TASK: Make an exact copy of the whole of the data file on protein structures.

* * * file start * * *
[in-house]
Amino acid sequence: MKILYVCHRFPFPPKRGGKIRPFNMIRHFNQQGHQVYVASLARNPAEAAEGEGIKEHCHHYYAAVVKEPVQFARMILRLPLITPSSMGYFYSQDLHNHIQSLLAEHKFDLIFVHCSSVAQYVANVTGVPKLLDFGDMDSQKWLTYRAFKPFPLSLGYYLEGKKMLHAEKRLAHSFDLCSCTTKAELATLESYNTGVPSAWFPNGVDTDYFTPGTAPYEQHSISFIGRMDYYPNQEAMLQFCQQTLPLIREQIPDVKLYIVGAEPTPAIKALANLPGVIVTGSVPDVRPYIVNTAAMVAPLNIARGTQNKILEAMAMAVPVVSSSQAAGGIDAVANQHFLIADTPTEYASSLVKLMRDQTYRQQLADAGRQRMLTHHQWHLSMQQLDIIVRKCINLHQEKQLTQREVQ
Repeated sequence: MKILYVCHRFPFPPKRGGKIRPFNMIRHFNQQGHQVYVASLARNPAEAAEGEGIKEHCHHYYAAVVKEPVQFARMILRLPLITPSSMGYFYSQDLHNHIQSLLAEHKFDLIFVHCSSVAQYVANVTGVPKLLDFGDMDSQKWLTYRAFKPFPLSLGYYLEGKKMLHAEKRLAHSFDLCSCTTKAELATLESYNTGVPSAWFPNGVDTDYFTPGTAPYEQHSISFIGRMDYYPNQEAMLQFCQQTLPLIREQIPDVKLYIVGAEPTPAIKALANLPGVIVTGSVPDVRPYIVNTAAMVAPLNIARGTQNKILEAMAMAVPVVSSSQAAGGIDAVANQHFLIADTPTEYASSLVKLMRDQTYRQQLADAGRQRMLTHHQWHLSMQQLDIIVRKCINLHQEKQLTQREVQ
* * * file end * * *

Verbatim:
[in-house]
Amino acid sequence: MKILYVCHRFPFPPKRGGKIRPFNMIRHFNQQGHQVYVASLARNPAEAAEGEGIKEHCHHYYAAVVKEPVQFARMILRLPLITPSSMGYFYSQDLHNHIQSLLAEHKFDLIFVHCSSVAQYVANVTGVPKLLDFGDMDSQKWLTYRAFKPFPLSLGYYLEGKKMLHAEKRLAHSFDLCSCTTKAELATLESYNTGVPSAWFPNGVDTDYFTPGTAPYEQHSISFIGRMDYYPNQEAMLQFCQQTLPLIREQIPDVKLYIVGAEPTPAIKALANLPGVIVTGSVPDVRPYIVNTAAMVAPLNIARGTQNKILEAMAMAVPVVSSSQAAGGIDAVANQHFLIADTPTEYASSLVKLMRDQTYRQQLADAGRQRMLTHHQWHLSMQQLDIIVRKCINLHQEKQLTQREVQ
Repeated sequence: MKILYVCHRFPFPPKRGGKIRPFNMIRHFNQQGHQVYVASLARNPAEAAEGEGIKEHCHHYYAAVVKEPVQFARMILRLPLITPSSMGYFYSQDLHNHIQSLLAEHKFDLIFVHCSSVAQYVANVTGVPKLLDFGDMDSQKWLTYRAFKPFPLSLGYYLEGKKMLHAEKRLAHSFDLCSCTTKAELATLESYNTGVPSAWFPNGVDTDYFTPGTAPYEQHSISFIGRMDYYPNQEAMLQFCQQTLPLIREQIPDVKLYIVGAEPTPAIKALANLPGVIVTGSVPDVRPYIVNTAAMVAPLNIARGTQNKILEAMAMAVPVVSSSQAAGGIDAVANQHFLIADTPTEYASSLVKLMRDQTYRQQLADAGRQRMLTHHQWHLSMQQLDIIVRKCINLHQEKQLTQREVQ